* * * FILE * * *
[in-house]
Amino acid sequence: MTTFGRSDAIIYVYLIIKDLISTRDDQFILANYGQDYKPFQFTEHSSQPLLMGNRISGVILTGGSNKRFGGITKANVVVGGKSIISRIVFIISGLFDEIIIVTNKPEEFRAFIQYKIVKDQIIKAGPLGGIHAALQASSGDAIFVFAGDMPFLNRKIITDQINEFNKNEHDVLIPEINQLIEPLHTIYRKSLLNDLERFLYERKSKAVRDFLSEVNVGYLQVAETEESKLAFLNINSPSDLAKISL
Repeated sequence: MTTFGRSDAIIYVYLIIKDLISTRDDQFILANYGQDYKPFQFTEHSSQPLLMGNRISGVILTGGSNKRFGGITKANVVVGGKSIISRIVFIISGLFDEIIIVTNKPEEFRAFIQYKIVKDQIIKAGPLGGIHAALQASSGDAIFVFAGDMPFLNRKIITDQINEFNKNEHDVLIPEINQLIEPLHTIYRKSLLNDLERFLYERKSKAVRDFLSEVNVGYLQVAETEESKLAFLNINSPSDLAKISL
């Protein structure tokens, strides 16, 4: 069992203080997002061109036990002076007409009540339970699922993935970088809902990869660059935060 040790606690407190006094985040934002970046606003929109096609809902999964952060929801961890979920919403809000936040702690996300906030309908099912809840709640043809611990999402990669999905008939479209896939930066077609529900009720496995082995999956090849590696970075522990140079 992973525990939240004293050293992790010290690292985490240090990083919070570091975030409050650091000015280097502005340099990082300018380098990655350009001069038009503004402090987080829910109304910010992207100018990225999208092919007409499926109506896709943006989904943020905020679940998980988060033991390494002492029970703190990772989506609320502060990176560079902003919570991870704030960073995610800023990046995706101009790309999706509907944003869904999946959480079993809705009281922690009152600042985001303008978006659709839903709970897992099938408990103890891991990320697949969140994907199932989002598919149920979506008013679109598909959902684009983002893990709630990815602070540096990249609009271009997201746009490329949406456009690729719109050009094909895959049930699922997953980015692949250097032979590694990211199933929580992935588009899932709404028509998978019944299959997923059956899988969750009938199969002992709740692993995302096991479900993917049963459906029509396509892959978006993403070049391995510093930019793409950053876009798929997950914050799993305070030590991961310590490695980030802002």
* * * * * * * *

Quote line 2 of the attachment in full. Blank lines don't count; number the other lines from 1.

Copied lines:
Amino acid sequence: MTTFGRSDAIIYVYLIIKDLISTRDDQFILANYGQDYKPFQFTEHSSQPLLMGNRISGVILTGGSNKRFGGITKANVVVGGKSIISRIVFIISGLFDEIIIVTNKPEEFRAFIQYKIVKDQIIKAGPLGGIHAALQASSGDAIFVFAGDMPFLNRKIITDQINEFNKNEHDVLIPEINQLIEPLHTIYRKSLLNDLERFLYERKSKAVRDFLSEVNVGYLQVAETEESKLAFLNINSPSDLAKISL